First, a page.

Title: War work
Author: DOWNS, Laura Lee
Citation: Jay WINTER and The Editorial Committee of the International Research Centre of the Historial de la Grande Guerre (eds), The Cambridge History of the First World War, Volume III, Civil Society, Cambridge ; New York : Cambridge University Press, 2014, The Cambridge History of the First World War, pp. 72-95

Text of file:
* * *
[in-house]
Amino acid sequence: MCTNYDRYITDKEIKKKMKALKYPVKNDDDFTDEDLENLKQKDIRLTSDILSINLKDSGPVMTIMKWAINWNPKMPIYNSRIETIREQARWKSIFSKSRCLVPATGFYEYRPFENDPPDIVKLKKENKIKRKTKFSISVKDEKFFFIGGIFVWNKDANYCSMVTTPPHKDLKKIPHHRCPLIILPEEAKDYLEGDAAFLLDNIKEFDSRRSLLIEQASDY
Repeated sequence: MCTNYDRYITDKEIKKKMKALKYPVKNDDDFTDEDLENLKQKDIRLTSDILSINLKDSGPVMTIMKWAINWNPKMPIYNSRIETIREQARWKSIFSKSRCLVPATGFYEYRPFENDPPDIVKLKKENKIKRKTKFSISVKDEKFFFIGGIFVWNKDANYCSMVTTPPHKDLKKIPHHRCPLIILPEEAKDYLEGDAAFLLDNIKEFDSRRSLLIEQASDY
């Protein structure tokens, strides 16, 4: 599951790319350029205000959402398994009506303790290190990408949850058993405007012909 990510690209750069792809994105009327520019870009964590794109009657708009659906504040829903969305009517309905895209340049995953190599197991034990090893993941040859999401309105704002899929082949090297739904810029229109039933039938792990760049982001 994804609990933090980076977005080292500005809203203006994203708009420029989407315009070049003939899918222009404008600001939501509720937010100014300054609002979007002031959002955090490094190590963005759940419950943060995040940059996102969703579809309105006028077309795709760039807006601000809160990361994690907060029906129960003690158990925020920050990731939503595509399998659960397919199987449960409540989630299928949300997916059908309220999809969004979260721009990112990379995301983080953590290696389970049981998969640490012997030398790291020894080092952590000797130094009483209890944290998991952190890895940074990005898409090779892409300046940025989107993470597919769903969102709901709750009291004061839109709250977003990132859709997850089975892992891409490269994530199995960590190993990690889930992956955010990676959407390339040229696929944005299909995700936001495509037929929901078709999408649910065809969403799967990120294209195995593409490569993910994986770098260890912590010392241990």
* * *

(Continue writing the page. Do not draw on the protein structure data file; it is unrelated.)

What is work? Is feeding and washing a child work? Is soldiering or nursing at the front lines work? Is running a charity or medical dispensary work? Is scrounging for food, or raising rabbits for home consumption work? Since Adam Smith, economists (Marx included) have defined work in terms of the production of material goods. It is a kind of labor that produces things that can be exchanged or transferred to another person via the market, whereas the labor involved in producing services, though clearly important, is not understood to be a part of the economy of production. Indeed, such labor is most often understood as a non-productive form of work, linked to the realm of consumption. But with the massive social and economic mobilization during WWI, the gendered frontiers between work and not-work shifted dramatically inside each combatant nation, as states reorganized their economies around the support of their armies. This chapter explores the consequences of that shift, as women moved, swiftly and massively to the heart of the (paid) war economy in France, Germany, Italy, Britain, Russia and Austria, leaving behind them a deficit in those unpaid services they had been quietly delivering in homes across the combatant nations. At a moment when European states had begun to take a deeper interest in the general fitness and well-being of their individual populations, the sudden deficit in women’s unpaid domestic labor, crucial to the maintenance of the social fabric, not to mention the welfare of the rising generation, would be acutely felt across the combatant nations. As a result, these states were obliged to rethink the boundaries of public and private, work and not-work. This would ultimately shift radically the relationship between state and society, and do so in ways that would endure well beyond the Armistice.
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